There is another problem with Rodney. Esben is worried that he will get swept out to sea or catch a cold in the surf rescue scene. "Leave him on the shore shouting instructions to the others instead," suggests Esben. Oh no. More writing. What about episodes seven and thirteen? I haven't even started them and time is rushing by.

I decide to leave Melbourne and go to Warrnambool to camp in our empty house which has just been sold. There are no phones. I won't emerge until I have a first draft for episode seven. Esben gives me parting instructions. "Use the lighthouse, the set was expensive and it has to be used." I am really worried about this script. If Mark Lewis doesn't like it he won't direct it. In addition to this worry I have the pressure of the time deadline which is galloping towards me.

I set out for Warrnambool. I want to feature Linda (Tamsin West) in this episode. Tamsin is a good actress and Linda is an interesting character who has not featured as much as the boys. Linda and the lighthouse. Those are my parameters.

After two days I have a plot pinched from my short story "The Copy". Linda copies herself in a cloner in the top room of the lighthouse. The copy turns out to be obnoxious. Linda and the copy fight to push each other back in the machine and switch on "reverse". Each wants the other dead. The copy wins and is the survivor. This is the twist at the end of the story.

Deep in my heart I know it's not right. Linda is a nice character. Trying to reverse the copy is really attempted murder. She couldn't murder someone. It just won't work.

I start again. This time Linda likes the copy. She and her copy care about each other. The cloner blows up after a rabbit keeps doubling itself. The copy of Linda disappears and Linda cries over her lost twin. Great stuff.

I ring through to Esben. I am excited as I outline the plot to him over the phone. There is a long silence. At last he says, "There's no climax."

No climax. I am stunned. Why didn't I see it? What's wrong with me? I go back to the empty house. I think and think and think. I try again. Linda and the copy love each other. One of them has to be reversed or they will both die. All the copies of objects and their originals begin to melt. Linda and her double realise that this will be their fate unless one of them is reversed in the cloner. Each fights for the privilege of sacrificing their own life. A desperate battle at the door of the flashing cloner will be a great moment.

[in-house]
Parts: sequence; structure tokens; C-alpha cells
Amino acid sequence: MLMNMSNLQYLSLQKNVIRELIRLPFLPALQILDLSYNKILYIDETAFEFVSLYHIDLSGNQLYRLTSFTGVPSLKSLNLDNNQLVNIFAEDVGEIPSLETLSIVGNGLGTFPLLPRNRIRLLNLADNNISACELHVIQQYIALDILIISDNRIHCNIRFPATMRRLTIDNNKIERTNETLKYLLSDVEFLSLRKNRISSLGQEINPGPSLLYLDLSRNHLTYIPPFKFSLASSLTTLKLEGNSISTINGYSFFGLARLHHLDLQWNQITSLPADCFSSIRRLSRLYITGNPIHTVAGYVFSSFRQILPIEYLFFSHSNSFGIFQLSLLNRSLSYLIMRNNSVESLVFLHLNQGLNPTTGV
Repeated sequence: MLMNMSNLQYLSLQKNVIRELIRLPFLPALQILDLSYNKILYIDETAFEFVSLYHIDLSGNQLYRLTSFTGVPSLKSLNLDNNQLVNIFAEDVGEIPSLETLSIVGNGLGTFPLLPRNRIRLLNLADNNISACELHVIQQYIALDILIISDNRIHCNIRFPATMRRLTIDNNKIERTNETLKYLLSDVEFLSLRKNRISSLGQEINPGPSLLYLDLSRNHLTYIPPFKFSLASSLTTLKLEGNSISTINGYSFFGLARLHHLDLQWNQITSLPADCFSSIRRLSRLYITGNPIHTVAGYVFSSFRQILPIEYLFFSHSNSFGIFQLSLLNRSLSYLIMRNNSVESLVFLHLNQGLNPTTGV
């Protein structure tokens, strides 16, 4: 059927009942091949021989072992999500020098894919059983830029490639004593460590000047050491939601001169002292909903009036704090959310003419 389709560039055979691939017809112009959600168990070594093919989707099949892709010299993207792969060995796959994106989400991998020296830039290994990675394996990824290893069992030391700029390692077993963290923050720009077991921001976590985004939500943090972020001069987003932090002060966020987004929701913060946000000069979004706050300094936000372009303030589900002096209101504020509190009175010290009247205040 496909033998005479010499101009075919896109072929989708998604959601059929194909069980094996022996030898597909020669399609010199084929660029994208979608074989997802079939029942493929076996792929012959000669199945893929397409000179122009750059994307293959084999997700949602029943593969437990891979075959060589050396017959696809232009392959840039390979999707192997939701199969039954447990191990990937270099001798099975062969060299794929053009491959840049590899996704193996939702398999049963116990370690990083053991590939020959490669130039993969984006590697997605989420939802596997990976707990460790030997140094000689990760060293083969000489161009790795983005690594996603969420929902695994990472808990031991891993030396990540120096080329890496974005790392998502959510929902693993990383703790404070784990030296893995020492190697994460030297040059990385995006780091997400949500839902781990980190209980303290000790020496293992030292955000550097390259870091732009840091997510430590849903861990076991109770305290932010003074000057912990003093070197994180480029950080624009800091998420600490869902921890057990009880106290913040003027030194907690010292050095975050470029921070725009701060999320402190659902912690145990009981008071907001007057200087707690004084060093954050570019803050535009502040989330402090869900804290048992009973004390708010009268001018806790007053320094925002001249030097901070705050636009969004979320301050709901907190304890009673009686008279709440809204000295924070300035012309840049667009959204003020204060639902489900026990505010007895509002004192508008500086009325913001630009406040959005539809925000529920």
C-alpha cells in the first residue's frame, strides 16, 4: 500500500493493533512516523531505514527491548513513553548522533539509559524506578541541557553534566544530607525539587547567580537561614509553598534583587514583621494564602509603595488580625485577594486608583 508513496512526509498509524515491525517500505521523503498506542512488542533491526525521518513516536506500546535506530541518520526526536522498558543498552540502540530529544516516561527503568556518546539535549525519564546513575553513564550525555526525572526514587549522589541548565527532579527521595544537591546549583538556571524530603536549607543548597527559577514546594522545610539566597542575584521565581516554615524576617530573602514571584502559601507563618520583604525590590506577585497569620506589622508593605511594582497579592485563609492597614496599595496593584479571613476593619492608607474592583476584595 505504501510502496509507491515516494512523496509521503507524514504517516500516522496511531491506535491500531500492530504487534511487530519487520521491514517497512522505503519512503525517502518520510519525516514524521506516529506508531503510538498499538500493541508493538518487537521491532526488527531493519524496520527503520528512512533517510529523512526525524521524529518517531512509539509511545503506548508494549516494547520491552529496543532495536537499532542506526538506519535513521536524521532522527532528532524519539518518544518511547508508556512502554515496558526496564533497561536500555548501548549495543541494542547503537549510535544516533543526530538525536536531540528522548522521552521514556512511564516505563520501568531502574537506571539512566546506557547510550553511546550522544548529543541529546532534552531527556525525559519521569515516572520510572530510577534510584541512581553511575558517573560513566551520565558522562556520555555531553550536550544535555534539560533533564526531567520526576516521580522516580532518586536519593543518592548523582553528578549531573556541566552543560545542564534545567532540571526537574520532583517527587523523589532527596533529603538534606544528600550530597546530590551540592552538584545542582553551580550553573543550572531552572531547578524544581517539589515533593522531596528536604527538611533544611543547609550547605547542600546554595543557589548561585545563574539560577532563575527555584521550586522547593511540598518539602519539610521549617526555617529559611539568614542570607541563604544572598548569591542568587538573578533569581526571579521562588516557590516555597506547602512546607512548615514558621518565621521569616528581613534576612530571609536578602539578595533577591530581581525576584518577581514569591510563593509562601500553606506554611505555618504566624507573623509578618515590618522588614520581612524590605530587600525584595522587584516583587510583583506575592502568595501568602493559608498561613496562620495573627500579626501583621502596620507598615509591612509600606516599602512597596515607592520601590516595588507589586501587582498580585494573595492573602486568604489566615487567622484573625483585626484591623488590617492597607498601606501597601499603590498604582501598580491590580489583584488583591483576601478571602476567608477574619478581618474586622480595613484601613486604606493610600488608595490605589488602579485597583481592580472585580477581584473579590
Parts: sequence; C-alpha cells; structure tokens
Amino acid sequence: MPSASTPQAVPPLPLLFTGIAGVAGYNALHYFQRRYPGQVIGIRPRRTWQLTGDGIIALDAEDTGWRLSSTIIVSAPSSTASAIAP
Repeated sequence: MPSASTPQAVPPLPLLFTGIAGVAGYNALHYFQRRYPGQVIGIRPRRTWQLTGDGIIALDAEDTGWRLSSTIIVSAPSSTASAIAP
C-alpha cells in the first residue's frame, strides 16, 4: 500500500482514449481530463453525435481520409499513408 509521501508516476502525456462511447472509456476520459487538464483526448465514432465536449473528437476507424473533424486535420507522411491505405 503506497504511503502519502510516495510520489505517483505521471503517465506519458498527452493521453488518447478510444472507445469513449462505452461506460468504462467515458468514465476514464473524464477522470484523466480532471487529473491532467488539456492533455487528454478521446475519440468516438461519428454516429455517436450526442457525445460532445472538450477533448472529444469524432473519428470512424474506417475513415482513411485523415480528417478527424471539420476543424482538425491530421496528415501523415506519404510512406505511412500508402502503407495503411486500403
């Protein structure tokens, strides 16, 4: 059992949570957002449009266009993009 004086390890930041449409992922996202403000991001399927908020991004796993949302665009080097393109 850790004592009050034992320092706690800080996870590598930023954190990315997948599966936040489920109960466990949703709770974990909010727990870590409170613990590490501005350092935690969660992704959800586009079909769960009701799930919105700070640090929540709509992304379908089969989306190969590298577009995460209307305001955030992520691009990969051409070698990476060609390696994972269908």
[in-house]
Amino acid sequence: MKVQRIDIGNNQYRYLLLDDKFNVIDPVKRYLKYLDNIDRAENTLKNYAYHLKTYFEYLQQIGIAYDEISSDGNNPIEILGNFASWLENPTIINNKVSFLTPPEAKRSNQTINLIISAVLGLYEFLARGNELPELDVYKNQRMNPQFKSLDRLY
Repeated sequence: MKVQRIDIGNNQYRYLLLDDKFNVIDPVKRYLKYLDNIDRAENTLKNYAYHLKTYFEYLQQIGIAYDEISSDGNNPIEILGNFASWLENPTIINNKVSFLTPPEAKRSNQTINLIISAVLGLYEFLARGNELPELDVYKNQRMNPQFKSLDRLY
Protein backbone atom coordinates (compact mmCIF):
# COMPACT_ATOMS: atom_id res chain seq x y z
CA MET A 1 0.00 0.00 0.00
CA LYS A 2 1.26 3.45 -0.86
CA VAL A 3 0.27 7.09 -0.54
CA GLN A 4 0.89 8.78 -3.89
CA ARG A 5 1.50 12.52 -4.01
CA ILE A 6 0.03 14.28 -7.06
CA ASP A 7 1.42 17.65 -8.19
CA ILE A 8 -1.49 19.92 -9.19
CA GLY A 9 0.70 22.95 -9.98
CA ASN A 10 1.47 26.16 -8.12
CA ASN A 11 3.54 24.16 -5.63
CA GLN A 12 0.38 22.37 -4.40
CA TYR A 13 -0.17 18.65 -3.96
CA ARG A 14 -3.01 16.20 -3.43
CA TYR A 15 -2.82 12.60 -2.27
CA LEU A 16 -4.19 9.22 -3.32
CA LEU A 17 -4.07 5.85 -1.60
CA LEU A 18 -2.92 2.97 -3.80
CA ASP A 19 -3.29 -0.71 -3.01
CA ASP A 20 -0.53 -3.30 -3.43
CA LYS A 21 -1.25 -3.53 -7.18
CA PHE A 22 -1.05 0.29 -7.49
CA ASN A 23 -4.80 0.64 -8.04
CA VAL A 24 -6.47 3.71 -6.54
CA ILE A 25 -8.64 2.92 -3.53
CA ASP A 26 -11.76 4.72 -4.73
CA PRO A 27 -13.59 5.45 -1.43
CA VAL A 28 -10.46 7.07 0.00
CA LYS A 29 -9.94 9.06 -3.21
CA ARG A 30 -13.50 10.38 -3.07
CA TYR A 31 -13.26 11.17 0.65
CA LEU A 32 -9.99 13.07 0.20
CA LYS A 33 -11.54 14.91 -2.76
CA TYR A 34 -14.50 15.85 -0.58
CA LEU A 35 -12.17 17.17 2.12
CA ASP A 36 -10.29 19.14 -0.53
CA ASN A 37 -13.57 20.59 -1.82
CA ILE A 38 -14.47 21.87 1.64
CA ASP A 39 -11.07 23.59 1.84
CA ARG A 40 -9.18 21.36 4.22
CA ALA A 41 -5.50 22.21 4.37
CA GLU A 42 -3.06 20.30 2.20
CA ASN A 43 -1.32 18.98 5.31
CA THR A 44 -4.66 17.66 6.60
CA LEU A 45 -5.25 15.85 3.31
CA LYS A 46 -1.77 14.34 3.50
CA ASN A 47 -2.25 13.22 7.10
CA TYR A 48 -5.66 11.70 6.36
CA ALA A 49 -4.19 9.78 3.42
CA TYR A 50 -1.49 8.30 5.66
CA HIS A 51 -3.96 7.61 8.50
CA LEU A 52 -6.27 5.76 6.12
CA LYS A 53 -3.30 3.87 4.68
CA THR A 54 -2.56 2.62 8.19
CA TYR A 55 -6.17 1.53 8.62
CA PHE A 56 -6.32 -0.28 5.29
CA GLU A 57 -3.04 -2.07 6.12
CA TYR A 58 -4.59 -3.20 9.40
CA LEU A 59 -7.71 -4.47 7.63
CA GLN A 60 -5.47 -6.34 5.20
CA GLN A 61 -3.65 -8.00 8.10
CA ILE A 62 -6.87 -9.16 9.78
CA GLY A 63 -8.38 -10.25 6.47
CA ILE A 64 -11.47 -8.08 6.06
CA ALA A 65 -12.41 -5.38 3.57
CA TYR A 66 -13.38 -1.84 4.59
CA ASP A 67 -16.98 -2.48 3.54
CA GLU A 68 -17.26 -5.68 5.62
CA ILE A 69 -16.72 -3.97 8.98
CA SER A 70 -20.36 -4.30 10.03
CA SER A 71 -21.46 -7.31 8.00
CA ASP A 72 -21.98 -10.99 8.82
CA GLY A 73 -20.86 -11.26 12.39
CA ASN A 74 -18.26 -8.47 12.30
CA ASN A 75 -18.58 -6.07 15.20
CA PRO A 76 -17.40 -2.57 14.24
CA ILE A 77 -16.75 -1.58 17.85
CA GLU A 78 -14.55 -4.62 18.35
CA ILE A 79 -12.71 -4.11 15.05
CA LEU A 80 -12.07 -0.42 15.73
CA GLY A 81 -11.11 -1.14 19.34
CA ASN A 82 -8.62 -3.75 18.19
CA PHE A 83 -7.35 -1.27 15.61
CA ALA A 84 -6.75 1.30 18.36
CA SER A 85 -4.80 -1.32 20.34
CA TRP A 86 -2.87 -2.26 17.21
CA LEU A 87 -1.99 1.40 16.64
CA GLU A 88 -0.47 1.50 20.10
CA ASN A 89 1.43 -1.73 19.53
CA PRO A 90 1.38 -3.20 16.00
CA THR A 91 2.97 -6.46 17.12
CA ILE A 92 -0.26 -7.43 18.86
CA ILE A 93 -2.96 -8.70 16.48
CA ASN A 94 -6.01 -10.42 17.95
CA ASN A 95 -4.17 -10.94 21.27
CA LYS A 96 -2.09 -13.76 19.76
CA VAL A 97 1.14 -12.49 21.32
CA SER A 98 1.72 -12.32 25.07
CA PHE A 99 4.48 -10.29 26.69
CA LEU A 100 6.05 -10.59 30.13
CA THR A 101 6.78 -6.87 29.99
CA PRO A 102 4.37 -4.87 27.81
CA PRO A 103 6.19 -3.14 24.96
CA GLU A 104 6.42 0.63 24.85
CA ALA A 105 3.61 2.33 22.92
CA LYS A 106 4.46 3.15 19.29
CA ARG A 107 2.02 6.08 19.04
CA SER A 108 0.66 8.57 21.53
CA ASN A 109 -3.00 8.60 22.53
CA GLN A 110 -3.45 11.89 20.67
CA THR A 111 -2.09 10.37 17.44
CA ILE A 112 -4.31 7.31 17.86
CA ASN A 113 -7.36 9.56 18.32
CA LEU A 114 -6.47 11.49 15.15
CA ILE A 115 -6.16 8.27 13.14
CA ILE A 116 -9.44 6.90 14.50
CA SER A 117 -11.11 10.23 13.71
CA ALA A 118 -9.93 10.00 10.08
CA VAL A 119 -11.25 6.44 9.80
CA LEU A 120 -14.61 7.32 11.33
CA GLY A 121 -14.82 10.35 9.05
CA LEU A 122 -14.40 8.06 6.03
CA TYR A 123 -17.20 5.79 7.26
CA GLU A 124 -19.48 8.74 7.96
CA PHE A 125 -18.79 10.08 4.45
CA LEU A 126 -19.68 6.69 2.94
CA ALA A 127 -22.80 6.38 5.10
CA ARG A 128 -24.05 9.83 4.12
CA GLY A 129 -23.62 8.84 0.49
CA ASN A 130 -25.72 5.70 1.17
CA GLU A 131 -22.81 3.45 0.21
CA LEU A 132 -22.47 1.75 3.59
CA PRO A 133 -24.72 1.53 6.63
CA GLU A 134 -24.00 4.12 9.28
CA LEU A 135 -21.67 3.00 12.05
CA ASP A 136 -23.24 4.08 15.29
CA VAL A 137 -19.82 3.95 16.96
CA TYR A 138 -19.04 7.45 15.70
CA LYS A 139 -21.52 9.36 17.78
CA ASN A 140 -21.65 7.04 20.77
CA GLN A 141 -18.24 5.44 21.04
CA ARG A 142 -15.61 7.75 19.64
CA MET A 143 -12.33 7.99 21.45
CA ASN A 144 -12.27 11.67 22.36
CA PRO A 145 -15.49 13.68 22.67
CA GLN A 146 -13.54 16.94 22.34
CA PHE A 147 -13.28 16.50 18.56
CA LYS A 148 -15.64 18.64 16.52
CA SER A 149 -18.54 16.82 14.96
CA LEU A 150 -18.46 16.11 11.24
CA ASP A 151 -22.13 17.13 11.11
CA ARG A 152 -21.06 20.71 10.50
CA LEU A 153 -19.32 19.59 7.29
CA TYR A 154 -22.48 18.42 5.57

I have a climax. I know that this is a good story and I write the first draft. I fax it to Esben. The next day he rings back. He likes it. Patricia Edgar likes it. And...Mark Lewis likes it. He wants to direct it.

I return to Melbourne and work on the final episode. At the same time I am knocking out various drafts for another five episodes, writing the new scenes for "Santa Claws" and working on the last minute changes needed by the two directors. Mark Lewis doesn't like any of my drafts for "Without My Pants". Esben Storm loves them. He takes over as director for this episode. And for the last one which has yet to be written.

That week at rushes I see Steve Jodrell. "How did the flying supermarket trolley go?" I ask him. "Oh," he replies. "We ran out of light so I cut that scene out."

I write three different storylines for the final episode. Esben doesn't like any of them. I am exhausted. Seven days a week, writing into the night. Draft after draft. Joke after joke. I have been writing nothing but this series for eighteen months. And now I can't think of a plot for the last episode. It has so many restrictions. Three kids living in a lighthouse with their dad. Musical ghosts that have to be explained. A whole new plot. And a suitable end to the series. It has to be the best episode. I can't do it. Nothing I write works. Everyone is worried. After all this time we have two days to get a first draft. Other people are suggesting plots. This has never happened before. All of the other episodes had my name on the script. It looks as if someone else will have to be brought in to help. Millions of dollars are at stake. The film crew and actors have to have a script. They can't just stand there waiting while I fight for an idea.

My head spins. I'm cracking up. I don't think I can go on. I receive a phone call from Patricia Edgar who is in San Francisco. "Go for your gut feeling," she says. "I don't want anything unless you like it."

It is the little confidence booster I need. I gather all of the rejected scripts and some ideas suggested by Esben. I sit down and pick out the best. I add new elements. A story emerges. A fight to save the lighthouse from developers. A romance. A little girl ghost. At the very end of the episode she can kiss Bronson in front of a magnificent sunrise. All the main characters will witness it.

On a cold winter's morning I watch as Esben and Director of Photography (Jan Kenny) shoot this scene.

Then it is all over.

Three months later the finished tapes arrive by courier. I tear open the parcel and rush to my video player. I watch the last story first. My family gathers around the television set. It is a beautiful episode. In the final scene, the rising sun bursts out between the softly touching lips of Bronson and the little girl ghost.

I look around the lounge room. Everyone is crying